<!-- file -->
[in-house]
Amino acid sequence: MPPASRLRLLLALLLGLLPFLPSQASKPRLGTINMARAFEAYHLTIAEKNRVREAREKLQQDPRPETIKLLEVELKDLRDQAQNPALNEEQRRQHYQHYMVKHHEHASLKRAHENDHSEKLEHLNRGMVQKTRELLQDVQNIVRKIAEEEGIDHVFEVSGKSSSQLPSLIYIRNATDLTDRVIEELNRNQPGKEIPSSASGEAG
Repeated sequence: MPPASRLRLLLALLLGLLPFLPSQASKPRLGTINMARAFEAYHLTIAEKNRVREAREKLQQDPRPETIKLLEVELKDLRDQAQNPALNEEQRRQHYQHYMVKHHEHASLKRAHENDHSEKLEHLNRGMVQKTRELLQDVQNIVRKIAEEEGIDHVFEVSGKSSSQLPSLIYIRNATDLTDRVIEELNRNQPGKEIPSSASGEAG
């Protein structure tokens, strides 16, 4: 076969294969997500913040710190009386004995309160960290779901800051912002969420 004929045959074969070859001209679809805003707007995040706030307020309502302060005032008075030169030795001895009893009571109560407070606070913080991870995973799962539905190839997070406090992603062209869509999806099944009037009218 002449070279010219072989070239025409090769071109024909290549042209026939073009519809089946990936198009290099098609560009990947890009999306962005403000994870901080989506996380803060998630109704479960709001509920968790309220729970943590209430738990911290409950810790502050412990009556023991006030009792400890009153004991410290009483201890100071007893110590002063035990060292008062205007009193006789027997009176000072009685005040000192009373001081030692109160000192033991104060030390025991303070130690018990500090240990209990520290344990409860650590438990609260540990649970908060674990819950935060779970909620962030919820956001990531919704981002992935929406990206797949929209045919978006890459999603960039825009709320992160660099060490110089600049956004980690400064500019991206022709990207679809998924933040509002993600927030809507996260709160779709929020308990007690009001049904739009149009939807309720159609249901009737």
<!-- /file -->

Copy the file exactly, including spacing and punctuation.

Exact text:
[in-house]
Amino acid sequence: MPPASRLRLLLALLLGLLPFLPSQASKPRLGTINMARAFEAYHLTIAEKNRVREAREKLQQDPRPETIKLLEVELKDLRDQAQNPALNEEQRRQHYQHYMVKHHEHASLKRAHENDHSEKLEHLNRGMVQKTRELLQDVQNIVRKIAEEEGIDHVFEVSGKSSSQLPSLIYIRNATDLTDRVIEELNRNQPGKEIPSSASGEAG
Repeated sequence: MPPASRLRLLLALLLGLLPFLPSQASKPRLGTINMARAFEAYHLTIAEKNRVREAREKLQQDPRPETIKLLEVELKDLRDQAQNPALNEEQRRQHYQHYMVKHHEHASLKRAHENDHSEKLEHLNRGMVQKTRELLQDVQNIVRKIAEEEGIDHVFEVSGKSSSQLPSLIYIRNATDLTDRVIEELNRNQPGKEIPSSASGEAG
């Protein structure tokens, strides 16, 4: 076969294969997500913040710190009386004995309160960290779901800051912002969420 004929045959074969070859001209679809805003707007995040706030307020309502302060005032008075030169030795001895009893009571109560407070606070913080991870995973799962539905190839997070406090992603062209869509999806099944009037009218 002449070279010219072989070239025409090769071109024909290549042209026939073009519809089946990936198009290099098609560009990947890009999306962005403000994870901080989506996380803060998630109704479960709001509920968790309220729970943590209430738990911290409950810790502050412990009556023991006030009792400890009153004991410290009483201890100071007893110590002063035990060292008062205007009193006789027997009176000072009685005040000192009373001081030692109160000192033991104060030390025991303070130690018990500090240990209990520290344990409860650590438990609260540990649970908060674990819950935060779970909620962030919820956001990531919704981002992935929406990206797949929209045919978006890459999603960039825009709320992160660099060490110089600049956004980690400064500019991206022709990207679809998924933040509002993600927030809507996260709160779709929020308990007690009001049904739009149009939807309720159609249901009737």